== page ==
This perhaps explains why I didn’t recognize the face of Maya Angelou at first. It is due in part to the way the mural looks today. A middle-aged African-American woman, rendered in black and white spray paint, stares directly at me with an enigmatic expression. Whether intended or accidental, the horizontal line of brick mortar underneath the painted eyes gives the impression of tears about to fall. Her chin perches thoughtfully on her right hand—a hand that wrote, “A bird doesn’t sing because it has an answer, it sings because it has a song.” A fresh coat of grey paint—probably the result of recent market renovations or transferred ownership—cuts in around the edges of her face, hair, and hand, threatening to absorb her completely. She might not be here tomorrow; all it would take is another coat.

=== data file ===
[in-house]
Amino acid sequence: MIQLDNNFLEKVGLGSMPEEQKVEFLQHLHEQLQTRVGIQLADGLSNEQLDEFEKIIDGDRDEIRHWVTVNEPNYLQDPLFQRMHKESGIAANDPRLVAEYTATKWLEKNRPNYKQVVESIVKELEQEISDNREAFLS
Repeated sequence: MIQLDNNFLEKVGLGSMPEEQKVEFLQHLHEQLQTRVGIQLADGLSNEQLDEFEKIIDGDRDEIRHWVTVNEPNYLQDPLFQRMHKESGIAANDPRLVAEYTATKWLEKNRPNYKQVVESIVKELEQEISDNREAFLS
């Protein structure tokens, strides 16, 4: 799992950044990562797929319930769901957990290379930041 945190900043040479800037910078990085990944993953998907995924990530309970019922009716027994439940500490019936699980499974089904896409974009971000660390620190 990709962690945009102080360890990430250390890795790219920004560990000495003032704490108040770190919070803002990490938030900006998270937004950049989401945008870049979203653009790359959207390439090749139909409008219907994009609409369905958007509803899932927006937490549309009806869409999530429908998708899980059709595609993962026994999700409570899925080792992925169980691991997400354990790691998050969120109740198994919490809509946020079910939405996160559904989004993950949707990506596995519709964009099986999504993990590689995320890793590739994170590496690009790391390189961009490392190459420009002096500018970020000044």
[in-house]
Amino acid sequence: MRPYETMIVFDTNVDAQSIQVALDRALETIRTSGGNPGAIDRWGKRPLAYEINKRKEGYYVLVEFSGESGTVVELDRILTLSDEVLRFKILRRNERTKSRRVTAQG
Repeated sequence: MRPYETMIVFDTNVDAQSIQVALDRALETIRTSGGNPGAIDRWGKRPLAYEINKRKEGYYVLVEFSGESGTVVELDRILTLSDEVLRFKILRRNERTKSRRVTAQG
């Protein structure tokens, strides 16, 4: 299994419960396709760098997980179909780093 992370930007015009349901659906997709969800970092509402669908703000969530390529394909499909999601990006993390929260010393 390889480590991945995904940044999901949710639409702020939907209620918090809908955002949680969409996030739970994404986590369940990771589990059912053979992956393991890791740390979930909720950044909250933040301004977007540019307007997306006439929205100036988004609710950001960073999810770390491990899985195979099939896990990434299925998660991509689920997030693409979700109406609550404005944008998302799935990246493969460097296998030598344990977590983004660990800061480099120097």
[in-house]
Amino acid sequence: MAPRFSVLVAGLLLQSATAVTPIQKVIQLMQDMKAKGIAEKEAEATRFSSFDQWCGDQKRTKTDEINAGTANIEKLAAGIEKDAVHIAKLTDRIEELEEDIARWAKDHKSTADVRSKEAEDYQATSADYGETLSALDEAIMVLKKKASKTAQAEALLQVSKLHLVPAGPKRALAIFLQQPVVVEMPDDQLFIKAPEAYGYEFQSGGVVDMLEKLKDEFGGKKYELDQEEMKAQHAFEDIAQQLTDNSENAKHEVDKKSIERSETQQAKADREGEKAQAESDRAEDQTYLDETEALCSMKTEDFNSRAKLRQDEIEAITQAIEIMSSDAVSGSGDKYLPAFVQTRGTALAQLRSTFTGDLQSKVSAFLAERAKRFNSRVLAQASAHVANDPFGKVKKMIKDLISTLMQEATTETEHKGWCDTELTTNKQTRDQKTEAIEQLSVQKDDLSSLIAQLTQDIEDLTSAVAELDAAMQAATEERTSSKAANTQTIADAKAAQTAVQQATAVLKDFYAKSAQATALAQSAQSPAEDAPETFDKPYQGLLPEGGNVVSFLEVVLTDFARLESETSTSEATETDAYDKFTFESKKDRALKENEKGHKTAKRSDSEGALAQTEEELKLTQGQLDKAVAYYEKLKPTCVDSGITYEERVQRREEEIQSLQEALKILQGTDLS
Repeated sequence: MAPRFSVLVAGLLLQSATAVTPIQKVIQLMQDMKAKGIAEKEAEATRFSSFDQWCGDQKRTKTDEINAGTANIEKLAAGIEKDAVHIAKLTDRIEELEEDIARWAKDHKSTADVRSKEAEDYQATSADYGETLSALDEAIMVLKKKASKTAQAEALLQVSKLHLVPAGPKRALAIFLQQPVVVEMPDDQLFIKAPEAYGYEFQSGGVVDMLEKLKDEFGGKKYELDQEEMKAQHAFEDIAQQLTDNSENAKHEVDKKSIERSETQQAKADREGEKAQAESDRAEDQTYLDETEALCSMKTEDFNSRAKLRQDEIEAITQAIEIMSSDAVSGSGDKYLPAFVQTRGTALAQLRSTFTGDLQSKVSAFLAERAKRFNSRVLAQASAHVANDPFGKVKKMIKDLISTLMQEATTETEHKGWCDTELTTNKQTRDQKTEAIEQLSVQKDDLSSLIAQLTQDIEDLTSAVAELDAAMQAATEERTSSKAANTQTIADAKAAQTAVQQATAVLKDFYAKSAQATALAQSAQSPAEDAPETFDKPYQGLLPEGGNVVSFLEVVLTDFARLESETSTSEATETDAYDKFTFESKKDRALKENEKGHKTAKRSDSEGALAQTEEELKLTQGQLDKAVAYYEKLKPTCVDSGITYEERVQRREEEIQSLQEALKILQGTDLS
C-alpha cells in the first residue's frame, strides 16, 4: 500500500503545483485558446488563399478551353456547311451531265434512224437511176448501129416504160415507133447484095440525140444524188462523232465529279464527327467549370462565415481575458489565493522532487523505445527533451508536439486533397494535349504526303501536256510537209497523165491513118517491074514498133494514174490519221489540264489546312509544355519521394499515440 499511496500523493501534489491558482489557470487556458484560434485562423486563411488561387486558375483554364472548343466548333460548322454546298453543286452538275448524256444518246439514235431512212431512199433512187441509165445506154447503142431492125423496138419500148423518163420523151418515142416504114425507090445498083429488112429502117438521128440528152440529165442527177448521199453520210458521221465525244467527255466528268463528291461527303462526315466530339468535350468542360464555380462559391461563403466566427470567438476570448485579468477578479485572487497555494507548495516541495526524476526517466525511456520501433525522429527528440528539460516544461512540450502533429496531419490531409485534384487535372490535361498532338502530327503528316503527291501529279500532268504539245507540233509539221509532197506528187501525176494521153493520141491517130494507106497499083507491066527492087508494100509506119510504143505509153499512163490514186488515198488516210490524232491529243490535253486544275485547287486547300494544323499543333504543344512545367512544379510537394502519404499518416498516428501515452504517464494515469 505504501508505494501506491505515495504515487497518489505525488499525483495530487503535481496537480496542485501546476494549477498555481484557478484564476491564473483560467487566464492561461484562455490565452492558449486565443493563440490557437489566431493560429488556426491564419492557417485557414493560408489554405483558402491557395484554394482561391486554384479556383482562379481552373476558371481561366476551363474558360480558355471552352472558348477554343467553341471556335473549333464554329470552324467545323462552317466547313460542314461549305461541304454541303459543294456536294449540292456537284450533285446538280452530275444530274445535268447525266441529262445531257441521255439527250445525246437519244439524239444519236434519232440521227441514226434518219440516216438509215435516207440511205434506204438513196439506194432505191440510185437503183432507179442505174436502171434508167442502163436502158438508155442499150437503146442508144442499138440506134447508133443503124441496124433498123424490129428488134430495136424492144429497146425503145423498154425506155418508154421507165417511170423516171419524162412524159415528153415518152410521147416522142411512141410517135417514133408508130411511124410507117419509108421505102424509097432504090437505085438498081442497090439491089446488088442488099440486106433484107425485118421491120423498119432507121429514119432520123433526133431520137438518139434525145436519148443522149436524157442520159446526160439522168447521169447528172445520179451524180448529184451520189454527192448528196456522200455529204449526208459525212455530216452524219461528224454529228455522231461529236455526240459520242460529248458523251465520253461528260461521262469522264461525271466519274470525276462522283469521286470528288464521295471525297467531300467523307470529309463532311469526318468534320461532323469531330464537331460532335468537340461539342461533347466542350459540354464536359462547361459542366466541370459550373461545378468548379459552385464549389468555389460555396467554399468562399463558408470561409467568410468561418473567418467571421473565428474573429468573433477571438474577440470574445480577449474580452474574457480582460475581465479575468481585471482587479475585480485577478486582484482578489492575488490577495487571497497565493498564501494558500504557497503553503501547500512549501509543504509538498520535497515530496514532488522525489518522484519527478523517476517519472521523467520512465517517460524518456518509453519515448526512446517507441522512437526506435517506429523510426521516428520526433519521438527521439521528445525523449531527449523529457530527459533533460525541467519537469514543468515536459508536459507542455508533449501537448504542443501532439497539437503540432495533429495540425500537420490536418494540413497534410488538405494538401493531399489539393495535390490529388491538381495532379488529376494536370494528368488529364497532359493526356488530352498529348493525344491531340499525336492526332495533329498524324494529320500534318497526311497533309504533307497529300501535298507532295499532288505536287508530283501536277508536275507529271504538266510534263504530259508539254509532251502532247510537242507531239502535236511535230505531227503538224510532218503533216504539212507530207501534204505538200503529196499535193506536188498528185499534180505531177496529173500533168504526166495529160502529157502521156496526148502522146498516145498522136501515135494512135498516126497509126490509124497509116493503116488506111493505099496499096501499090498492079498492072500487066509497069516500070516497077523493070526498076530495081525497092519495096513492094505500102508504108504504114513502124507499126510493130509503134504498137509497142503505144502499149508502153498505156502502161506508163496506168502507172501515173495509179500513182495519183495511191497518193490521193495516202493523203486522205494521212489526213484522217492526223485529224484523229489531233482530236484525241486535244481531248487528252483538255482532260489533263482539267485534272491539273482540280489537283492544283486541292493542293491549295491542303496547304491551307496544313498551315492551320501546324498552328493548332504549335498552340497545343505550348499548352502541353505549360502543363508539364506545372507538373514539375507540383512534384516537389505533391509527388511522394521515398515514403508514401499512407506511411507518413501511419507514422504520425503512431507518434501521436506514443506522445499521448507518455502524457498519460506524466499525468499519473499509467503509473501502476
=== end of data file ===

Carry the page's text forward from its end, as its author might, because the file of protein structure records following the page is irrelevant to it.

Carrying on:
Around my fifth drive past the mural, my curiosity is piqued: I want to know how the work came to be and—more importantly—how it has transformed. An article from the New Haven Register documenting the origin story alters my understanding and renews the site’s significance. In 2013, local New Haven artist Dooley-O obtained permission to paint the side of this market wall from the neighborhood grocery clerk, Abdul Rawas. Tragically, one week later Rawas was killed on site during an armed robbery. For Dooley-O, the incident imbued the wall with immediate significance, but he held off creating a work in honor of Rawas for over a year. It wasn’t until 2014, following the death of Maya Angelou, that he collaborated with fellow artist Alberto Colon to create an inspirational, conversational piece of public art that celebrated both the life of a legendary poet and commemorated the death of a friend. He told a reporter, “After Abdul […] passed away due to the robbery, I wanted to do something to honor him. It was just the right time to do something for him and Angelou.”